I wanted to contribute to some collective repository, but my own birdwatching practice hadn’t advanced much past the two banal species that frequented my backyard and alley. So on a chilly Saturday morning in September, I joined a birdwatching tour at a large, undeveloped tract of land near the airport, called Technoparc. Part of an industrial research park, this unprotected urban oasis of wetland and forest is a cherished hot spot for Montréal birders, in part because it is frequented by almost no one else.
The autumn migration season was well under way when we parked on a disused lane next to the airport runway, and many of the birds passing through had spent their summer up north, some as far up as the Arctic, raising children and feasting on insects. Now they were travelling the Atlantic flyway southward to the tropics. Coutu led the tour of about 15 people, carrying a scope on a tripod and amiably giving names to the shadowy figures fluttering in the branches. A grey catbird, on its way to the Caribbean, mewed in the underbrush to frighten off competitors. The group moved slowly, pausing every six or eight metres to stare fixedly into the woods. My son, who enjoys pointing and babbling at trees, seemed to relish the company of so many other people who also liked pointing and babbling at trees.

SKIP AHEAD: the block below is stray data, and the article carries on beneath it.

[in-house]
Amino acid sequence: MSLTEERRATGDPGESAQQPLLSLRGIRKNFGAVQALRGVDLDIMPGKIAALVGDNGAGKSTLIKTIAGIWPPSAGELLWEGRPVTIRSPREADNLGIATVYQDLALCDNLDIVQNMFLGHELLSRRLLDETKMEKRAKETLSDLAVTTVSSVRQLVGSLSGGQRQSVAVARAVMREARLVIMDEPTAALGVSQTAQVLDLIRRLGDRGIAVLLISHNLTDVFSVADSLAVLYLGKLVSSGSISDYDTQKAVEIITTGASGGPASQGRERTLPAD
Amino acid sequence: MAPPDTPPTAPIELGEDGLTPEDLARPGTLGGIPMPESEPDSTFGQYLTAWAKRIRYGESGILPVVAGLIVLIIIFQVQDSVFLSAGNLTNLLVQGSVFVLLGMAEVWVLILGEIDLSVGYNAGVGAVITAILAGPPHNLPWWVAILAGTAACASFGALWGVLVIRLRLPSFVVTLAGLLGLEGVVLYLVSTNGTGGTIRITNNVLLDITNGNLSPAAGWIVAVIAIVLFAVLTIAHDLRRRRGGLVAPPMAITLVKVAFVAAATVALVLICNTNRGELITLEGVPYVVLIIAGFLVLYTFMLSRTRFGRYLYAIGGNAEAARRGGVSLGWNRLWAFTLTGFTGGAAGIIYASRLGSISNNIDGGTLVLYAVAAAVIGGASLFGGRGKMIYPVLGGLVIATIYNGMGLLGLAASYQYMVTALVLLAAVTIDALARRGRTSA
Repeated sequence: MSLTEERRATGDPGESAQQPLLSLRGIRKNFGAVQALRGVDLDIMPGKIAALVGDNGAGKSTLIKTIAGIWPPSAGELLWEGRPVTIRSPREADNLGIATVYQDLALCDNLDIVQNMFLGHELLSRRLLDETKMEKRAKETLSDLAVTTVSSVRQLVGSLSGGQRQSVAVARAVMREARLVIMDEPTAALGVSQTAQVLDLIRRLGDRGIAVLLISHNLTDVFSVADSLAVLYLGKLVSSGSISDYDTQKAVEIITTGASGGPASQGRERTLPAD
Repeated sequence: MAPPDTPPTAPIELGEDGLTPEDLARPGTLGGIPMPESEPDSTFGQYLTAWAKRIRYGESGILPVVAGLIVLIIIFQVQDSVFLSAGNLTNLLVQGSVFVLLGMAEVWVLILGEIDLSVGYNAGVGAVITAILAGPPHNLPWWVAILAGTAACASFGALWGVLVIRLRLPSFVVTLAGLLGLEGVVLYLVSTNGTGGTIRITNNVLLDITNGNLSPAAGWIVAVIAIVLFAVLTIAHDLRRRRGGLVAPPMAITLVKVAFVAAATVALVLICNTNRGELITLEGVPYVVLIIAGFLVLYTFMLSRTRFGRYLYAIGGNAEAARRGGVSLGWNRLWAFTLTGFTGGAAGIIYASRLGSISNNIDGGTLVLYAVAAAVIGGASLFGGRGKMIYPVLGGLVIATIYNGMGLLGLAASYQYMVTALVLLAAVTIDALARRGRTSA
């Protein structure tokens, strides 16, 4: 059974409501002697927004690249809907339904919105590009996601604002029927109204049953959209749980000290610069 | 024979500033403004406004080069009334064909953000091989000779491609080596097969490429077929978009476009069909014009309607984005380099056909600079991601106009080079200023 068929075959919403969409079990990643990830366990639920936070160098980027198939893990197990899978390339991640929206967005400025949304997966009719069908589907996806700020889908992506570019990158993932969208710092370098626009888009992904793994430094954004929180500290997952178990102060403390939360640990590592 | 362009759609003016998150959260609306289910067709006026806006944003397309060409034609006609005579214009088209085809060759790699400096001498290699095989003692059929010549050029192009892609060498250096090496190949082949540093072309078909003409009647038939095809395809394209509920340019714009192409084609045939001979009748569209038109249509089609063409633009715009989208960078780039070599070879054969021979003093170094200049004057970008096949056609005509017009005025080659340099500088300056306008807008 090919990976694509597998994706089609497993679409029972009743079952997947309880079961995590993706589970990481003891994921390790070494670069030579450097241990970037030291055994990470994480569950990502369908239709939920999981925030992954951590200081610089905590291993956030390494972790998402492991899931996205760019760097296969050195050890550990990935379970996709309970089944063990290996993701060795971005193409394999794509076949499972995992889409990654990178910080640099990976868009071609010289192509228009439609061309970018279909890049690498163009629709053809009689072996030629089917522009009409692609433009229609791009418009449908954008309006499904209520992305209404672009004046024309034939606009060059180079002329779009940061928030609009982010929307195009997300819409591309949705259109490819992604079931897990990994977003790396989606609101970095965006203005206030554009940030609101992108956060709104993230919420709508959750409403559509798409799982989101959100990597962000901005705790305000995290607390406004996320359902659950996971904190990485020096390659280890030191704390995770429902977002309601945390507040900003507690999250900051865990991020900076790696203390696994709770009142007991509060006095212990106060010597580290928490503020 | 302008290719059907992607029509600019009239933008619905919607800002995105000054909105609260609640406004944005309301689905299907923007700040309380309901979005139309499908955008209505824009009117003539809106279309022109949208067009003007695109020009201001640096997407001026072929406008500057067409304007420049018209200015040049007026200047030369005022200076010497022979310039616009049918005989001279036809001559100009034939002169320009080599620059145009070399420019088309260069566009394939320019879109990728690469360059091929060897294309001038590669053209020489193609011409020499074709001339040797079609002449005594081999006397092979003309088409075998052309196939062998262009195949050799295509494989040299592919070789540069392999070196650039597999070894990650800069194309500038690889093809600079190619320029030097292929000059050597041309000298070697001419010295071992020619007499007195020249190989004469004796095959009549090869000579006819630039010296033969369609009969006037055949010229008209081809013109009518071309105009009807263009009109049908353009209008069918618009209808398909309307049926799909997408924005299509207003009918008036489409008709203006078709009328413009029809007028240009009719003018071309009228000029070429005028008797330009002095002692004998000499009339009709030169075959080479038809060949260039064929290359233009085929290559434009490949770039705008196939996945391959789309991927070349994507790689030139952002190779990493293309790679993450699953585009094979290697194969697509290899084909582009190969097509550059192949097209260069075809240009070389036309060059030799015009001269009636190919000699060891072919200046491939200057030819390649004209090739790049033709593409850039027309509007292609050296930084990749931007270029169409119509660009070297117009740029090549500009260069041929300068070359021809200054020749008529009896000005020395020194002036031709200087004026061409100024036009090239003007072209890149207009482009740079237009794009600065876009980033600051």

Walking back to the car, I logged the catbird into eBird—my first entry! Birding is an art of serendipity, I realized. You stand around, hoping something special will happen. But my satisfaction didn’t last long. A few hours later, I received an email news alert that humans have wiped out two-thirds of the world’s wildlife in the last half century. That’s the sort of thing that most of us have to learn from the media; it doesn’t turn up when we go outside. Birdwatching feels meaningful, but what good is registering a single sighting of a grey catbird—a common species with a stable population—when the big picture is so grim?